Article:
Stress from high expectations and information overload can bring feelings of anxiety and panic. In moments when you experience these feelings, sometimes the best way to achieve mindfulness is to take a step back from your current environment. This could be your desk at work, your dishes at home, or your social media online. When you decide to take a break, consider going for a short walk outside; not only will fresh air help clear your mind, but you can take time to appreciate the nature around you. If walking doesn’t appeal to you, consider changing your stressful task for something more relaxing.

  • Create

Whether you are an artistic person, or you can barely draw a stick figure, creating something takes attention and focus. This mindfulness activity is flexible for the level of skill you feel you have. Consider drawing or painting. If you don’t feel confident in your art-related abilities, you could use an adult coloring book or try something outside of the box, like pottery. Dedicating your attention to art can help you achieve awareness in the moment and reduce anxiety.

  • Routine

Mindfulness should not always be used in a “rescue” situation. You can incorporate mindfulness activities as part of your daily routine. For some, taking a moment to find their breathing and identify how their mind and body are feeling before jumping out of bed helps them start the day with mindfulness. Others may find bedtime or daytime a better fit for their needs. Either way, consistent incorporation of mindfulness into your daily routine can help you better understand the practice and how well it works for you.

  • Sensory awareness

In moments of anxiety, after finding your breathing, find some time to identify and appreciate your senses. Listen to the noises around you, observe the items and people around you, smell your environment, feel the things near you, and find something you enjoy to taste. Take time between each sense to bring a fuller focus to your current state and environment. This is another good exercise to help you with sleep.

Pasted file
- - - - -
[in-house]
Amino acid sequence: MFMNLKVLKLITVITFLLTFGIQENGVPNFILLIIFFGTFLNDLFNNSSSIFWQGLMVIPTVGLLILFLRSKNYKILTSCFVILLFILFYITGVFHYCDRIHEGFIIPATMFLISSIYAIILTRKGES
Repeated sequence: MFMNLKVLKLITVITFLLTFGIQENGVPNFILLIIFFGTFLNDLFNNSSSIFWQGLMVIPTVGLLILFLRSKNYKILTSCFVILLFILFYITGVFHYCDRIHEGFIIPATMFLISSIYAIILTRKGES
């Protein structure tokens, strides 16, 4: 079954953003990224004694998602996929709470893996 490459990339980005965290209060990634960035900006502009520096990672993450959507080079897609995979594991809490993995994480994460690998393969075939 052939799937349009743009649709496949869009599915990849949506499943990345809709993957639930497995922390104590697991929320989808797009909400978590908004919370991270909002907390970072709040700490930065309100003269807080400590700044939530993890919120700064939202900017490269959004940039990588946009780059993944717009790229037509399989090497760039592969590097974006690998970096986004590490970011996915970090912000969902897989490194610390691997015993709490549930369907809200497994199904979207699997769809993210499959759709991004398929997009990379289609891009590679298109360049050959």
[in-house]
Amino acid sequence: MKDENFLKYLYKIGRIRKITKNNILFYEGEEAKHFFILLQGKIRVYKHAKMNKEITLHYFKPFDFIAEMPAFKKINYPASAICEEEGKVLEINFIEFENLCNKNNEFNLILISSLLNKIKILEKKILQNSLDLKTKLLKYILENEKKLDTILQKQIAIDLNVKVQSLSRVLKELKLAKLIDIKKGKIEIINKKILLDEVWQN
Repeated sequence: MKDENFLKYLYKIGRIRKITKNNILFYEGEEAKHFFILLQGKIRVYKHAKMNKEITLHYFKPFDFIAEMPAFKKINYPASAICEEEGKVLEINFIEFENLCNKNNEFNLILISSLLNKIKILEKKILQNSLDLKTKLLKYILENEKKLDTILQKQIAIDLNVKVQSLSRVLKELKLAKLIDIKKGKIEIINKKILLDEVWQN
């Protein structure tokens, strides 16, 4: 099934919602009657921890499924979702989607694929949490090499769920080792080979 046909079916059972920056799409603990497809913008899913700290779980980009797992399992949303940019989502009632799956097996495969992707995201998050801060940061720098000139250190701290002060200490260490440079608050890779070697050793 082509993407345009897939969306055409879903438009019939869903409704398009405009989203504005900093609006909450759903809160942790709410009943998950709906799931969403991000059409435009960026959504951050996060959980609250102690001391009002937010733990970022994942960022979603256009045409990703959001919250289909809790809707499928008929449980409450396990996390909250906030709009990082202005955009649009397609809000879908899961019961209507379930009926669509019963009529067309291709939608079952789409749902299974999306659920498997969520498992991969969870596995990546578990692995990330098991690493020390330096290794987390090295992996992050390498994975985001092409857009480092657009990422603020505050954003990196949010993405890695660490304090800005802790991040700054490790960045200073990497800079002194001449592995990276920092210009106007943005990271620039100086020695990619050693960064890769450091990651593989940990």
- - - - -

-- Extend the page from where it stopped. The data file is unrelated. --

• Physical distraction

There are objects available or that you can make to shift your attention from your stressors to a more peaceful state of mind. Stress balls and sand can be found in workplaces across the country to help people release mental strain through physical activity.

Mindfulness is not an easy concept to understand or goal to achieve. Practice with these activities or online tools to get a more complete comprehension of how mindfulness can help you if you struggle with anxiety, depression, or insomnia. As you work through some of the examples above, you might have a hard time connecting with every exercise; identify which work best for you.

References:

1. https://www.psychologytoday.com/us/blog/mindfulness-in-frantic-world/201110/curing-depression-mindfulness-meditation

2. https://www.healthyplace.com/self-help/anxiety/using-mindfulness-for-anxiety-here-s-how

3. https://positivepsychologyprogram.com/mindfulness-exercises-techniques-activities/

4. https://www.everyday-mindfulness.org/3-quick-mindfulness-practices-to-overcome-worry-anxiety-and-panic/

5. https://www.consciouslifestylemag.com/mindfulness-for-anxiety-and-stress/

6. https://www.healthline.com/health/mindfulness-tricks-to-reduce-anxiety#2

7.  https://www.healthyplace.com/blogs/anxiety-schmanxiety/2017/11/diy-anxiety-relief-make-3-mindfulness-tools

author avatar
Angel Rivera
I am a Bilingual (Spanish) Psychiatrist with a mixture of strong clinical skills including Emergency Psychiatry, Consultation Liaison, Forensic Psychiatry, Telepsychiatry and Geriatric Psychiatry training in treatment of the elderly. I have training in EMR records thus very comfortable in working with computers. I served the difficult to treat patients in challenging environments in outpatient and inpatient settings